Funny my favorite cat has been the Prindle 16,i never had any problems sailing it any where or way i wanted,my only problem was hull volume(or my weight!)but this was on a lake,i really liked to wait for a front to move in and go out with white caps and hall butt.I guess if it was a problem on a larger boat a bow thruster would help to turn.i mean how often do you actually come about on the ocean.Oh yeah backwinding the jib is how you push the bow over on a prindle 16.
     
  14. Jimbo1490
    Joined: Jun 2005
    Posts: 785
    Likes: 41, Points: 28, Legacy Rep: 527
    Location: Orlando, FL

    Jimbo1490 Senior Member

    I really learned to sail on my Prindle 16 on Lake Murray, SC in the early 80's. Thought that boat could do anything until I took it into the ocean :( THAT'S when you figure out it has some faults! Great all around beach cat, though and miles ahead of the Hobie that it replaced.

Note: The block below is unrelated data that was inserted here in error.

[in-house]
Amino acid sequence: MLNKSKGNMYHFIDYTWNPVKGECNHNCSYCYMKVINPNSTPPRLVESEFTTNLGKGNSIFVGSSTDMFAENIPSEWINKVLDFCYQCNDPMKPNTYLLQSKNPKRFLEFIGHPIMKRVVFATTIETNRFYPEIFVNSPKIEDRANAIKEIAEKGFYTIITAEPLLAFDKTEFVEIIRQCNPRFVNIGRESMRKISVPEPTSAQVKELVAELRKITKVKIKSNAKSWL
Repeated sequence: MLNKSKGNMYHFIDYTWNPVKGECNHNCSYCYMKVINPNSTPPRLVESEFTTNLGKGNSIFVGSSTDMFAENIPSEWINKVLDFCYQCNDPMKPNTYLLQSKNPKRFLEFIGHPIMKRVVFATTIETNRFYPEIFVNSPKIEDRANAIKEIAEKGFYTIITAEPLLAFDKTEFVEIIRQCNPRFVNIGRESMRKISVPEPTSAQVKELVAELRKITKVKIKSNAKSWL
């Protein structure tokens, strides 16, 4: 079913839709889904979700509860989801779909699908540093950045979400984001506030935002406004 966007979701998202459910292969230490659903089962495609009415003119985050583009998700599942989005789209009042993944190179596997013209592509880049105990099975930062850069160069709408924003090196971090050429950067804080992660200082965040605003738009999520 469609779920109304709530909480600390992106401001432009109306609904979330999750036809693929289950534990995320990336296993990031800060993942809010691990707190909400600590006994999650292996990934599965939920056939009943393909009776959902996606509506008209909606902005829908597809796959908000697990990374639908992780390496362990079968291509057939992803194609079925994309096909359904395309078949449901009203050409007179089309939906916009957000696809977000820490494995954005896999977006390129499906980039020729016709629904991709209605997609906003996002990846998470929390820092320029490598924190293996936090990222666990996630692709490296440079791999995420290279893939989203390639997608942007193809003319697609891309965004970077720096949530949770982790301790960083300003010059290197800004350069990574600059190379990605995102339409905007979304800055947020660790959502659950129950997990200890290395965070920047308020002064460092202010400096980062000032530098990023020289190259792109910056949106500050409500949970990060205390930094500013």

Jimbo
     

  15. ron17571
    Joined: Jan 2005
    Posts: 74
    Likes: 0, Points: 0, Legacy Rep: 10
    Location: arizona

    ron17571 Junior Member

    Yes the prindle was much better than the bow burying cartwheeling hobie.Ive never sailed on the ocean,i think the bigger it is the better it would be would hold true for safety on the ocean.my neighbor years ago said he thought 600 foot was about as small as he would go on the open ocean(ex navy man)my parents with much sailing exp. rented a hobie 18 in hawaii and couldnt beleave how rough the water was.I like a lars type keel,i think daggerboards on anything else than a pure race boat are a pain in the butt.i think of going right up to the beach.i think of this stuff,mabe some day ill actually exp.it.
     
Loading...
Forum posts represent the experience, opinion, and view of individual users. Boat Design Net does not necessarily endorse nor share the view of each individual post.
When making potentially dangerous or financial decisions, always employ and consult appropriate professionals. Your circumstances or experience may be different.